It was Olajuwon who rekindled the style and spirit from those days by reawakening their moral responsibility to struggle and not allow the valiant and dangerous work of their predecessors’ die in vain. The centerpiece of his work was to revive political action among students through political education. Thus, he set out to design a program to educate Black students and the Black community at large politically and culturally in an academic and communal setting. This was a wondrous thing to see and be a part of. For almost a decade the University of Minnesota held one of the most intelligently directed, dynamic and mind lifting African-American History programs in the country. This opinion comes from good authorities from all over the country. Scholars, artists, progressive political activists and lovers of Black people such as John Henrik Clarke, Ifé and Jacob Carruthers, Maulana Karenga, the Hon. Louis Farrakhan, Joyce Ladner, Molefi Asante, Leonard Jefferies, Steve Cokely and Khalid Muhammad were commonplace and their lectures provided intellectual challenges, healthy debate and stimulating conversations. Olajuwon was not a public leader, but a humble assertive servant leader. Yet he was the man with the plan. It was said while he was the Director of the Black Student Union he quadrupled its budget through advertisement and sponsorships from around the campus and community. He was a strategist and underground thinker. He borrowed a page from the leadership of Nelson Mandela in that he led from behind and he walked softly and carried a big stick.
The work of Olajuwon on behalf of Black people didn’t stop there. He connected “the town and the gown” with his programing and work while he was at the university. He was a gifted entrepreneur. One connection he made in the community was with Beck Horton, one of the most prominent entrepreneurs in the Twin Cities who shared his success by providing jobs to Black residents, hoping to help revitalize our community. Olajuwon, with the guidance and investment from Horton, started an apparel company producing the most attention grabbing Black History Month and Afrocentric T-shirts, sweat shirts and sweat pants in the nation. His Black History Month posters were a work of phenomenal art that were scattered throughout the community and nation. One of his Afrocentric shirts was displayed on national television by none other than the rapper, singer, and actress Queen Latifa.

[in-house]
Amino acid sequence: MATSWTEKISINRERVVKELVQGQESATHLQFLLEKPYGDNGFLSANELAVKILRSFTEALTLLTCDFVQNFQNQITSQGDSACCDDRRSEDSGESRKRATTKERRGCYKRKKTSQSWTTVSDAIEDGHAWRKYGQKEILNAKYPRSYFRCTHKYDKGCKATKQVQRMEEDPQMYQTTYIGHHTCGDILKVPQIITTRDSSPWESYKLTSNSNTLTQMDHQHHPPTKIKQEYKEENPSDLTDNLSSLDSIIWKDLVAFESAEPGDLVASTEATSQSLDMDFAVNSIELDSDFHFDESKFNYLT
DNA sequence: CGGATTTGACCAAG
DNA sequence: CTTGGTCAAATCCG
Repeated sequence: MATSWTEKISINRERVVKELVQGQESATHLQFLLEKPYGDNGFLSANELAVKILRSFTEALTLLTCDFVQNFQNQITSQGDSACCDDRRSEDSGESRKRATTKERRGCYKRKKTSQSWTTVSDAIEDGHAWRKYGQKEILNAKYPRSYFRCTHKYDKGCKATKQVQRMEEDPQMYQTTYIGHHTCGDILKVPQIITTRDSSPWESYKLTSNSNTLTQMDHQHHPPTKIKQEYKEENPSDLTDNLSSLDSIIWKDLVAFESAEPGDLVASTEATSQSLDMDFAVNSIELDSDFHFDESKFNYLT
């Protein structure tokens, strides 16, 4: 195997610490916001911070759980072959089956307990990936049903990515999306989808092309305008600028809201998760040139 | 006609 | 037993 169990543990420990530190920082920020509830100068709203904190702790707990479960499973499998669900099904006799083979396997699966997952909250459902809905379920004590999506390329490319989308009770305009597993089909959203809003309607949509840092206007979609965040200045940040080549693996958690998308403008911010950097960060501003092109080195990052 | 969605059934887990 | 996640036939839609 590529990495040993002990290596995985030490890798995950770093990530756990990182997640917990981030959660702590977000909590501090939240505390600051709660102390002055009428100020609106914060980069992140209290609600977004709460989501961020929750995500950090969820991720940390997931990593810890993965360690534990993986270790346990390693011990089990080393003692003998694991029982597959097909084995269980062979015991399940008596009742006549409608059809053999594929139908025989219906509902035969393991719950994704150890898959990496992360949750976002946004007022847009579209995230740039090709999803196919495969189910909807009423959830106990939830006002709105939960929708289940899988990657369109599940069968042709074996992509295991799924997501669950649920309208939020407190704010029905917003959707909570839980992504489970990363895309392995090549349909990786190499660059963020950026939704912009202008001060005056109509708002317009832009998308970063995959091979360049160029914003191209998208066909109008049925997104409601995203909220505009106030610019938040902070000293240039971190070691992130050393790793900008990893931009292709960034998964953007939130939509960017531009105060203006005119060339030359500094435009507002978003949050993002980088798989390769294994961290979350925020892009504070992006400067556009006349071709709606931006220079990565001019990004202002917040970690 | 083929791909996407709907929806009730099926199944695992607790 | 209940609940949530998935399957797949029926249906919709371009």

Olajuwon was an author leaving us a book of proverbs and thoughts about Black empowerment. His book, “Bootstraps and Metaphors: Black Power Economics” by Lawrence “Smooth Black” Yates was published in 2010. In this book you see the thoughts and ideas that many of us discussed with him over the decades. When reading his words, you see Olajuwon as a champion of Black people’s dreams, wishes and visions. He passionately believed in the greatness of Black people and in a prosperous Black future built by Black people. He loved applying his visionary abilities to Black problem-solving and Black nation building. Olajuwon loved to play chess and thought solving the most complex chess problems was exciting, but he found Black problem-solving to be even more exciting. His understanding of history, along with his strategic chess skills and abilities in Black problem-solving, helped him to make everything simple, practical and logical. His self-designed book cover adorns some of his hallmark artistry that was renown in his apparel and poster designs.
Now let it be said on behalf on the friends, associates and fellow workers to the life, legacy and legend of Farouk Olajuwon in your name, the struggle continues. You have taught us a life lesson that must be embraced by all of us; and that is.
“The chief aim of life is not simply to be happy,
The chief aim of life is to be useful,
To be responsible,
To be compassionate,
To count for something
To make it matter that you lived at all.
Now that’s a beautiful thang.”
– Farouk Seti Olajuwon